The Yugoslavian Emeralds

The Yugoslavian Emeralds - Diamond and Emerald Cartier Sautoir Necklace and Diamond and Emerald Bolin Tiara

The jewels we know today as the Yugoslavian Emeralds actually started their journey at the Court of Imperial Russia.
When Grand Duke Sergei (the fifth son of Tsar Alexander II) married Princess Elizabeth of Hesse and by Rhine (a granddaughter of Queen Victoria) in 1884, a suitably magnificent wedding present was required.

The Yugoslavian Emeralds - Grand Duchess Elizabeth Feodorovna, Ella of Hesse

Sergei’s mother, the Tsarina Marie gave Elizabeth (known as Ella) a suite of Emeralds from her own personal collection. The stones were sent to the Imperial Court Jeweller (Bolin) who set them into the traditional headdress of the Russian court, the Kokoshnik.
Bolin also created a matching necklace, earrings, brooch and stomacher worthy of the newly renamed
Grand Duchess Elisaveta Fyodorovna.

Sadly, Ella’s life in Russia was not to be a happy one. She was deeply religious and the endless grand parties given by the Russian aristocracy soon lost their appeal. When her husband Sergei was brutally assassinated by anarchists in 1905, Ella gave up all her worldly possessions and became a nun.

The Yugoslavian Emeralds - Grand Duchess Maria Pavlovna the Younger

She sold most of her belongings to set up her new Convent but her Emeralds were given to her adopted niece, Grand Duchess Maria Pavlovna when she married Prince Wilhelm of Sweden 1908. (They divorced in 1914 and Maria returned to Russia)

In 1917, Russia finally exploded in to Revolution. While many royals did managed to escape, Ella was not to be one of them. She was murdered by the Bolsheviks in 1918.

Maria Pavlovna did escape however, using her Swedish identity papers. Settling in Paris, she began an embroidery shop to support herself. According to legend, lacking the necessary funds to fill an order for the designer Coco Chanel, Maria Pavlovna was forced to sell her Emeralds.
The buyer was none other than King Alexander I of Yugoslavia.
Needing a wedding gift for his new bride, Princess Marie of Romania and encouraged by his new mother in law Queen Marie (who was a first cousin to Grand Duchess Elizabeth and a great collector of jewellery) King Alexander bought the Emeralds.
The new Queen Marie wore the necklace on her wedding day and the full set to her parents coronation in 1922.

The Yugoslavian Emeralds - Emerald and Diamond Sautoir by Cartier

In 1923, Queen Marie sent the original necklace, brooch and stomacher to Cartier to be remade.

Using seven of the original large Emerald cabochons, the large stone of the stomacher and ten of the Emerald drops, the jewellers created an imposing Sautoir in the 1920’s style.

Combining the new necklace with the original Bolin Tiara, the Emeralds became Marie’s jewels of choice and she was photographed and painted with them numerous times.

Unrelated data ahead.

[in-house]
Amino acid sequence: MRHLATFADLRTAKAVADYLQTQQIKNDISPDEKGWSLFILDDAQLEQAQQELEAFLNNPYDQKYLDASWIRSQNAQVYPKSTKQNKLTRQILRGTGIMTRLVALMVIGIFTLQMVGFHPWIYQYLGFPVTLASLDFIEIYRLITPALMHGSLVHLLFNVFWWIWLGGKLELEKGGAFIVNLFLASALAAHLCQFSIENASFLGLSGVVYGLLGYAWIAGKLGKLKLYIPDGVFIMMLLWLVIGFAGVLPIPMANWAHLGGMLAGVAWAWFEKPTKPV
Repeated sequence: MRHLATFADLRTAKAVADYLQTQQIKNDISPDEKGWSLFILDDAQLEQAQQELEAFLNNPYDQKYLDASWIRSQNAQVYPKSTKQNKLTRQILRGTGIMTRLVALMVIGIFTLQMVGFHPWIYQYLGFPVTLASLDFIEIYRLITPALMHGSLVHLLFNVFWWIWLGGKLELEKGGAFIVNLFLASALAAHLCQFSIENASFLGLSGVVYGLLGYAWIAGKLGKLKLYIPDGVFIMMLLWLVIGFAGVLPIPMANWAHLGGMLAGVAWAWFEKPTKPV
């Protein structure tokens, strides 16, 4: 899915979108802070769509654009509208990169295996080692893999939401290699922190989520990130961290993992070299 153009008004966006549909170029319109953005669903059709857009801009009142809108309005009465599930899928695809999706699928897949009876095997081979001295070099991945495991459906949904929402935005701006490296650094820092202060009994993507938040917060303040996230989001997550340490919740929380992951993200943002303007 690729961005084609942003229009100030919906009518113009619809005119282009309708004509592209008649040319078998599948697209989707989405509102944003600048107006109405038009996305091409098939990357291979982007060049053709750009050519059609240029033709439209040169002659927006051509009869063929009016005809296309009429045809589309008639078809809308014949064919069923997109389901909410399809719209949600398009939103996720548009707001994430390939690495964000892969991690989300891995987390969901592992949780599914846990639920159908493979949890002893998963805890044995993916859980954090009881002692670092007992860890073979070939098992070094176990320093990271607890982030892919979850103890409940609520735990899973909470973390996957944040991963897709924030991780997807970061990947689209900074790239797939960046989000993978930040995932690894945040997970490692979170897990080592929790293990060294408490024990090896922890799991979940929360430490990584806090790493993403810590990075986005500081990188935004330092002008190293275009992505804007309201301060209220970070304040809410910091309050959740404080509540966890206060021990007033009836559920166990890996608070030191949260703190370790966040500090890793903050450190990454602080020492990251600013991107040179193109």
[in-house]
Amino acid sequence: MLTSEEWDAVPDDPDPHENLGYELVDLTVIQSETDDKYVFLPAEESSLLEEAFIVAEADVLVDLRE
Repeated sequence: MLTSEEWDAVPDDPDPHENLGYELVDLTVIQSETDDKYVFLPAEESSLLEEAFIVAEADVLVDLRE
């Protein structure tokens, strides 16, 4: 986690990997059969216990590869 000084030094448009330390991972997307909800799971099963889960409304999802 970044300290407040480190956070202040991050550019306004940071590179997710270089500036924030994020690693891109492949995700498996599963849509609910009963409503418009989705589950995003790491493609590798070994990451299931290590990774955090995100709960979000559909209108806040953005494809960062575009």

In 1934, King Alexander was assassinated. Queen Marie gave up all her official duties and retired to a farm in England, taking her jewels with her. It was fortunate that she did as in 1941, Yugoslavia was invaded by Germany and her son, King Peter II, fled to London.
While in London, the young King met another exiled royal, Princess Alexandra of Greece, at an officer’s ball at Grosvenor House. Encouraged by her cousin, Princess Marina, the two fell in love and got engaged. As his future queen, Peter wanted Alexandra to have the family emeralds but it is said that Queen Marie disapproved. This caused a terrible argument and it is claimed that lawyers had to be present when Marie handed over the Emeralds to her son.

The Yugoslavian Emeralds - King Peter and Queen Alexandra of Yugoslavia

Alexandra appears to have only worn the Emeralds once in public at the pre-wedding ball of her first cousin Prince Phillip to the future Queen Elizabeth II in 1947.

Despite the birth of their only child, Crown Prince Alexander in 1945, the marriage was an unhappy one. When the monarchy was abolished in 1947, the Communists seized King Peter’s assets and exiled him from Yugoslavia. With no home and no income, King Peter turned to alcohol and Queen Alexandra suffered from depression. According to her memoirs, in 1953 Peter asked Alexandra for the Emeralds so that he could arrange a loan with Van Cleef and Arpels. Alexandra sent them to Peter via her mother with a request that he not sell them to anyone she knew as she could not bear the embarrassment.

Van Cleef and Arpels eventually bought the tiara (and probably the sautoir but this unconfirmed). They removed and sold the valuable Romanov Emeralds and replaced them with paste stones.

The Yugoslavian Emeralds - Princess Elizabeth of Yugoslavia

Van Cleef and Arpels will occasionally loan the Tiara to exhibitions and to wealthy ladies for special occasions.
Significantly, they once loaned it to Princess Elizabetha of Yugoslavia for an important event in 2016.

The Tiara is now exhibited at the headquarters of the company in the Place Vendome, Paris.

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